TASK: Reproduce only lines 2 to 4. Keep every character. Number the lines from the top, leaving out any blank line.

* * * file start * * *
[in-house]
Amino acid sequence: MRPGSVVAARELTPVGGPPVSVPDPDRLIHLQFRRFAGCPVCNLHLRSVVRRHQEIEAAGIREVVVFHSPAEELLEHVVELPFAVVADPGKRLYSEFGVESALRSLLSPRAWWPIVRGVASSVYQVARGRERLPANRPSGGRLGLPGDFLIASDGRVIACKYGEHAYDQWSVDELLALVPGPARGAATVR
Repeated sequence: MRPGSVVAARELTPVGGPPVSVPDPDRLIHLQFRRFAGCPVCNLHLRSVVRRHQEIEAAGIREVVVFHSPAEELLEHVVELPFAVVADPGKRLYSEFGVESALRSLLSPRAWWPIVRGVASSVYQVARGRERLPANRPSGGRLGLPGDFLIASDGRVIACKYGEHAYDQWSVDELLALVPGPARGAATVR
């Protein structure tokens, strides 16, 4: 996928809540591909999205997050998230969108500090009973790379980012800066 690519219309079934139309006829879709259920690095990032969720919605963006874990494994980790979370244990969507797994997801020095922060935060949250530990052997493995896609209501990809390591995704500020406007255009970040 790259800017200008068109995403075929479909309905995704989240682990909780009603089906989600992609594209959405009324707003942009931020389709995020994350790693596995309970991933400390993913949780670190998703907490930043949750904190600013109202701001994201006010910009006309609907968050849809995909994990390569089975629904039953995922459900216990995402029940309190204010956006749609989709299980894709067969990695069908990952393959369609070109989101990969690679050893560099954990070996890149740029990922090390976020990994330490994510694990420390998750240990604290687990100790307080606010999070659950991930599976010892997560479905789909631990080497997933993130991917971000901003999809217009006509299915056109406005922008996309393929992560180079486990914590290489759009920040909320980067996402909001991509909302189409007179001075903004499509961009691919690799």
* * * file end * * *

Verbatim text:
Amino acid sequence: MRPGSVVAARELTPVGGPPVSVPDPDRLIHLQFRRFAGCPVCNLHLRSVVRRHQEIEAAGIREVVVFHSPAEELLEHVVELPFAVVADPGKRLYSEFGVESALRSLLSPRAWWPIVRGVASSVYQVARGRERLPANRPSGGRLGLPGDFLIASDGRVIACKYGEHAYDQWSVDELLALVPGPARGAATVR
Repeated sequence: MRPGSVVAARELTPVGGPPVSVPDPDRLIHLQFRRFAGCPVCNLHLRSVVRRHQEIEAAGIREVVVFHSPAEELLEHVVELPFAVVADPGKRLYSEFGVESALRSLLSPRAWWPIVRGVASSVYQVARGRERLPANRPSGGRLGLPGDFLIASDGRVIACKYGEHAYDQWSVDELLALVPGPARGAATVR
């Protein structure tokens, strides 16, 4: 996928809540591909999205997050998230969108500090009973790379980012800066 690519219309079934139309006829879709259920690095990032969720919605963006874990494994980790979370244990969507797994997801020095922060935060949250530990052997493995896609209501990809390591995704500020406007255009970040 790259800017200008068109995403075929479909309905995704989240682990909780009603089906989600992609594209959405009324707003942009931020389709995020994350790693596995309970991933400390993913949780670190998703907490930043949750904190600013109202701001994201006010910009006309609907968050849809995909994990390569089975629904039953995922459900216990995402029940309190204010956006749609989709299980894709067969990695069908990952393959369609070109989101990969690679050893560099954990070996890149740029990922090390976020990994330490994510694990420390998750240990604290687990100790307080606010999070659950991930599976010892997560479905789909631990080497997933993130991917971000901003999809217009006509299915056109406005922008996309393929992560180079486990914590290489759009920040909320980067996402909001991509909302189409007179001075903004499509961009691919690799």